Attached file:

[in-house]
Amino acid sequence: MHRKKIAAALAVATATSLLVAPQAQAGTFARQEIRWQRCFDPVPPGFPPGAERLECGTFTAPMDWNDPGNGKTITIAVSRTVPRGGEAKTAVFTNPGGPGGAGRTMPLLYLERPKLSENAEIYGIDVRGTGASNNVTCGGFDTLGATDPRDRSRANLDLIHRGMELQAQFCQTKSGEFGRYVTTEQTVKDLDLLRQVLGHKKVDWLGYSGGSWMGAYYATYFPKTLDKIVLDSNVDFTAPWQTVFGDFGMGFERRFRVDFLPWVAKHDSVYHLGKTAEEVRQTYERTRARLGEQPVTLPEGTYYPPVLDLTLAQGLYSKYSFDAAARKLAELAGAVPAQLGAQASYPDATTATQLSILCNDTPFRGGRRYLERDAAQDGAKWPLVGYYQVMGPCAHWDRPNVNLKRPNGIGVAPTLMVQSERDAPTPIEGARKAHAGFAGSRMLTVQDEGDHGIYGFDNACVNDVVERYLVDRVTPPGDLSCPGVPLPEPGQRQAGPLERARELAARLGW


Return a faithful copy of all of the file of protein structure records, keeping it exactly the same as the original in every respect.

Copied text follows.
[in-house]
Amino acid sequence: MHRKKIAAALAVATATSLLVAPQAQAGTFARQEIRWQRCFDPVPPGFPPGAERLECGTFTAPMDWNDPGNGKTITIAVSRTVPRGGEAKTAVFTNPGGPGGAGRTMPLLYLERPKLSENAEIYGIDVRGTGASNNVTCGGFDTLGATDPRDRSRANLDLIHRGMELQAQFCQTKSGEFGRYVTTEQTVKDLDLLRQVLGHKKVDWLGYSGGSWMGAYYATYFPKTLDKIVLDSNVDFTAPWQTVFGDFGMGFERRFRVDFLPWVAKHDSVYHLGKTAEEVRQTYERTRARLGEQPVTLPEGTYYPPVLDLTLAQGLYSKYSFDAAARKLAELAGAVPAQLGAQASYPDATTATQLSILCNDTPFRGGRRYLERDAAQDGAKWPLVGYYQVMGPCAHWDRPNVNLKRPNGIGVAPTLMVQSERDAPTPIEGARKAHAGFAGSRMLTVQDEGDHGIYGFDNACVNDVVERYLVDRVTPPGDLSCPGVPLPEPGQRQAGPLERARELAARLGW